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Timmins Pride celebrates 10th anniversary with rally and parade

The annual Timmins Pride Rally and Parade in Timmins is celebrating a milestone -- its 10th anniversary.

Canada Pride President Julie Nobert remembers when people had to celebrate their diversity in private and is grateful to be out in the open.

But being out in the open also presents safety concerns for people at Pride events, and that’s why Timmins Pride organizers chose to do things differently this year.

Every year, organizers bring in drag show performers and this year was no different, but those performers did not attend the rally in the park. They entertained an all-inclusive crowd the night before.

"They’ve been at the rally every year for 10 years but because of all the online hate that we’ve experienced, we needed to ensure that this was going to be a safe space for all the families and for all the folks," said Nobert.

"We made the decision with the drag queens that we couldn’t do it."

Timmins Pride, like other Pride organizations in the country recently received a portion of $1.5 million in federal funding this month to help them combat hate.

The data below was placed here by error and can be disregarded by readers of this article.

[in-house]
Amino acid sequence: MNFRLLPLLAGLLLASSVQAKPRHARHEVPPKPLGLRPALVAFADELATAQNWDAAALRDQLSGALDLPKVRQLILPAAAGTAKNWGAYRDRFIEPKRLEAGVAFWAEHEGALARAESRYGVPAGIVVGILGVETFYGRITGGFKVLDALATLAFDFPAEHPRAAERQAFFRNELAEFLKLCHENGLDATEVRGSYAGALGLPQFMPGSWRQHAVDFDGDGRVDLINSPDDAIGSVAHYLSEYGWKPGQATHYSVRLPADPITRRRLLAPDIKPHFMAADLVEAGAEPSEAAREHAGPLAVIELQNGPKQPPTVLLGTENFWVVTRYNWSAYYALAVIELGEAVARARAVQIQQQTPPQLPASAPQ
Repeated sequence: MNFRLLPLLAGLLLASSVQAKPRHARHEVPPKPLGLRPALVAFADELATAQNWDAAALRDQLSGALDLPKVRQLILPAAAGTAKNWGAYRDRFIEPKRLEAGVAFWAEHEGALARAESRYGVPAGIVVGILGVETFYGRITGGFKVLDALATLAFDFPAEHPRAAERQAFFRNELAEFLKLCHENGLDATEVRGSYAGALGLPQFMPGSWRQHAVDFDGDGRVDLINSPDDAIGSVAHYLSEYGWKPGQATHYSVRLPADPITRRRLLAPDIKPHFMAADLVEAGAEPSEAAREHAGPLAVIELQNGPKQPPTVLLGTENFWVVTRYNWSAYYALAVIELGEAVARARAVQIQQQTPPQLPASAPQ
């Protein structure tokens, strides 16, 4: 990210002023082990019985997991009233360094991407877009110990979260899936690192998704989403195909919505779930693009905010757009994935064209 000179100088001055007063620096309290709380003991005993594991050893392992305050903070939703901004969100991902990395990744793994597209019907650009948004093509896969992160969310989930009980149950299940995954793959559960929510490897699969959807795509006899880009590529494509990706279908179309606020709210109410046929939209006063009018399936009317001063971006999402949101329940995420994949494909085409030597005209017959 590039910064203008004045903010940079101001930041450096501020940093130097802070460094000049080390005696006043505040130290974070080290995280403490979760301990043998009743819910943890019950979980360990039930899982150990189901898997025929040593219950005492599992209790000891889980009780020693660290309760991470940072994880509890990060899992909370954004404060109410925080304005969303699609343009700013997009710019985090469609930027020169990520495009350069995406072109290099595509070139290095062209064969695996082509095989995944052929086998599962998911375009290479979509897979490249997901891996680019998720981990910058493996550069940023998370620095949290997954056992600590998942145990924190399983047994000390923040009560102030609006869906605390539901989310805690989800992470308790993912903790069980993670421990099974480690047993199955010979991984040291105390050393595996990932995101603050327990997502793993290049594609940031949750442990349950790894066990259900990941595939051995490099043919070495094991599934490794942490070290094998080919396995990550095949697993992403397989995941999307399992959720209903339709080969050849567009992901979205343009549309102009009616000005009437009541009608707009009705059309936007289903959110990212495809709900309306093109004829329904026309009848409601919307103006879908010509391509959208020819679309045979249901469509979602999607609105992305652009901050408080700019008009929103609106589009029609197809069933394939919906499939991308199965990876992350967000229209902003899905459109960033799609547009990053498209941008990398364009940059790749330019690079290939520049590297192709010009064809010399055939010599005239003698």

In the past week, the local organization held a number of activities, including information sessions and hired extra security. Nobert said she hopes people can learn to be more accepting.

"There was one song last night called the village and the problem is the village … and the preconceived notions of gender and what that’s supposed to look like," she said.

"The reality is only you know who you are and you can determine that and that can change from day to day."

Not everyone agrees with what Pride represents and a protestor on a street corner with a megaphone tried to encourage people to ‘repent,’ but his remarks were drowned out by the parade's music.

Sister Sledge's 'We Are Family' was playing. Top Stories

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